Ubiquitin regulates various biological processes in the cell, including endocytosis of plasma membrane proteins (58) and phagocytic killing of bacteria (59). Acetylation is also important to the stability of cytoplasmic microtubules that are necessary for the phagocytic functions of macrophages (60). In Fig. 7A and 7B, HMDMs were treated for 24 h with NAM prior to 30-min stimulation with FITC-labeled dextran or GFP-labeled P. aeruginosa. In this study, we detected reduced endocytosis of FITC-labeled dextran and phagocytosis of GFP-labeled P. aeruginosa compared with the untreated control.
Bacteria phagocytosed by macrophages are directed to the phagosome where free radicals involved in microbial killing are produced via the activation of the NOX2 NADPH oxidase (61). The cytosolic protein p47phox, essential for the organization and stabilization of the NOX2 NADPH oxidase (62), is activated by hypoxia and AKT (6, 39). This gene was reduced in our microarray (NCF1 (p47), −1.46 fold change, FDR < 0.03) in examining the NAM effect in the LPS response. In Fig. 7C, LPS-induced p47phox was inhibited by NAM plus LPS compared with LPS alone.
In summary, the NAM effect in LPS-activated macrophages is associated with increased intracellular NAD production through the salvage pathway, posttranslational modifications of proteins involved in cell signaling (AKT, FOXO1, p65), proteasome degradation of HIF-1α, reduced phagocytosis, and decreased p47/NOX2 activity (Fig. 8).
NAM is the amide version of vitamin B3/niacin. Intracellularly, NAM is an essential source of NAD, which is a required cofactor involved in energy production, anabolic and catabolic pathways, and cellular homeostasis for all life forms (63). In sepsis, hypoxia and dysoxia at the cellular level increase NADH relative to NAD (64, 65), indicating a deficiency of intracellular biochemical molecules and enzymes to generate NAD. In endotoxin animal models, NAM improved survival and reduced organ damage by potentially dampening inflammation-related tissue injury (40, 66, 67). Because macrophages are pivotal to the inflammatory response during sepsis (68), we examined the effects of NAM in HMDMs treated with the Gram-negative pathogen-associated molecular pattern molecule LPS.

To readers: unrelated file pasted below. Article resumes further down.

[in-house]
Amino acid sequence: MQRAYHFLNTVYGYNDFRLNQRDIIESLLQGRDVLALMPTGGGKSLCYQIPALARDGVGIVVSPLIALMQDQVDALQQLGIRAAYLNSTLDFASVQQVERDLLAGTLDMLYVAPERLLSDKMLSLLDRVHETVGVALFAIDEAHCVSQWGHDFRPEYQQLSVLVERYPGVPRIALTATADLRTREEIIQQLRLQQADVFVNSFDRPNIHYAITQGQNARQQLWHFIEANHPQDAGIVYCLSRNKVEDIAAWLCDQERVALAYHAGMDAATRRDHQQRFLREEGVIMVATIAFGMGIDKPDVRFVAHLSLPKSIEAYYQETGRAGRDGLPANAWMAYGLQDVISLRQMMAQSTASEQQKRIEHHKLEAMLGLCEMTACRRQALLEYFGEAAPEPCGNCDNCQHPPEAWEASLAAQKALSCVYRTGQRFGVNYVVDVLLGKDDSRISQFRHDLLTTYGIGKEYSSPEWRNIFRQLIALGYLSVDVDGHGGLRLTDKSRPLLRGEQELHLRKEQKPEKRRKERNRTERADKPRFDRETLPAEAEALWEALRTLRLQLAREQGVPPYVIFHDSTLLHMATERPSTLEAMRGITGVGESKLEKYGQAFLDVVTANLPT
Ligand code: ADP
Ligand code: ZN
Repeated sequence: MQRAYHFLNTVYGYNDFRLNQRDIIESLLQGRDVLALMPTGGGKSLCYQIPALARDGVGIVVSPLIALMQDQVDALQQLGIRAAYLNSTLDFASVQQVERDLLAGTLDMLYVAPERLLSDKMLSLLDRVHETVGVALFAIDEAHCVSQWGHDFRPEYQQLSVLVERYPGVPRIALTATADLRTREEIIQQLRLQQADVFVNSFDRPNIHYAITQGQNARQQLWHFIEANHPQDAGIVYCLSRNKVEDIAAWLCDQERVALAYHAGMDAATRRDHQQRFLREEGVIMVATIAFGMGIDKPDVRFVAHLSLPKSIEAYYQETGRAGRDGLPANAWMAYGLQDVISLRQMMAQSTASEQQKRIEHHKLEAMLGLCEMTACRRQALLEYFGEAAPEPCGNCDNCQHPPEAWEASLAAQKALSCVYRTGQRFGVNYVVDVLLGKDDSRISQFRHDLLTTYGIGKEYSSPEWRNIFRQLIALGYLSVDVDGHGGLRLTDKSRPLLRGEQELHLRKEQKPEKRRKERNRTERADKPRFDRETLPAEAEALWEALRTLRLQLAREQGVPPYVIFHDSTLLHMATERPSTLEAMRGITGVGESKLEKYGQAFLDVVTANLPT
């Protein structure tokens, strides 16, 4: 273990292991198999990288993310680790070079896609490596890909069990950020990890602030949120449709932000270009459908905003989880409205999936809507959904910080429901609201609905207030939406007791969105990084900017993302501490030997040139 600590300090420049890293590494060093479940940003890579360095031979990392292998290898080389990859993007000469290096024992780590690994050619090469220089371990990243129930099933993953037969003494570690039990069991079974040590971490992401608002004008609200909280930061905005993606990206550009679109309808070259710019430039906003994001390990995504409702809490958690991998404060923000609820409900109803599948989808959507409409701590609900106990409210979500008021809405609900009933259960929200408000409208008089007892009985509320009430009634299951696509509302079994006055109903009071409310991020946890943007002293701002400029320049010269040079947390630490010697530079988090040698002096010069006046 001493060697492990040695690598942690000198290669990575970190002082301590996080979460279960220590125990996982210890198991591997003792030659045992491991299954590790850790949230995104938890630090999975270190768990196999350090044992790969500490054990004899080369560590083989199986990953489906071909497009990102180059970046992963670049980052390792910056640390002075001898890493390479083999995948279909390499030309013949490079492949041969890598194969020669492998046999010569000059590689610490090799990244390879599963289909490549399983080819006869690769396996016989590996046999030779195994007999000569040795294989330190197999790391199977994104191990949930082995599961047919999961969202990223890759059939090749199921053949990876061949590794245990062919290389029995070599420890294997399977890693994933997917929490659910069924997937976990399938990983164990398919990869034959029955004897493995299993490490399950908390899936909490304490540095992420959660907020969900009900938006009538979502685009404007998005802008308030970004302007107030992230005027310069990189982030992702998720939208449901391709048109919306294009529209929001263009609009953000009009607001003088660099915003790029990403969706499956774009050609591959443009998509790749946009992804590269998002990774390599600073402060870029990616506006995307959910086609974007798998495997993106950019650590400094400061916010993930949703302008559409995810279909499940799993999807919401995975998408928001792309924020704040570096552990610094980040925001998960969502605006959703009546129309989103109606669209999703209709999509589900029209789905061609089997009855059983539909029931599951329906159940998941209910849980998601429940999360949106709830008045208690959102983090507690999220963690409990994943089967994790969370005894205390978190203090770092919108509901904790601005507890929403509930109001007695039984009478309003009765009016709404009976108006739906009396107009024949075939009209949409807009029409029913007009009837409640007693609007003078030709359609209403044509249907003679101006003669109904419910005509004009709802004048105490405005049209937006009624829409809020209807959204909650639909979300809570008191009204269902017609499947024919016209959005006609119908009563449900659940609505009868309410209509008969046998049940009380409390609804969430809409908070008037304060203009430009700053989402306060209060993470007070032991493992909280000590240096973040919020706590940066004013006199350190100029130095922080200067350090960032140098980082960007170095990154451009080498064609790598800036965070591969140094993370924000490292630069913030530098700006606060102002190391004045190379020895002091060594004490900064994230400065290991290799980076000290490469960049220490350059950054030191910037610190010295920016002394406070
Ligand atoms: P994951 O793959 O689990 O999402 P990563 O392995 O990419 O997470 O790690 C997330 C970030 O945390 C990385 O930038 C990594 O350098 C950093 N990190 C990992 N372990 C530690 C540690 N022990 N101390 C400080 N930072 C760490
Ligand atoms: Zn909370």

In Fig. 1, we identified distinct global genetic shifts in response to LPS and/or NAM, which resulted in increased production of NAD, predominantly through the salvage pathway. Although the NAM inhibited LPS-induced production of the de novo pathway rate-limiting enzyme IDO1, levels of NAD increased in this treatment condition, indicating that NAM may affect molecules along the de novo pathway. Moreover, inhibition of IDO1 did not reduce detection of NAD in response to LPS and/or NAM, suggesting that molecules along the de novo pathway may be used for biochemical cues endogenously or exogenously; for example, activation of the aryl hydrocarbon receptor (AHR) (69) or hydroxycarboxylic acid receptor 3 (HCAR3) (70).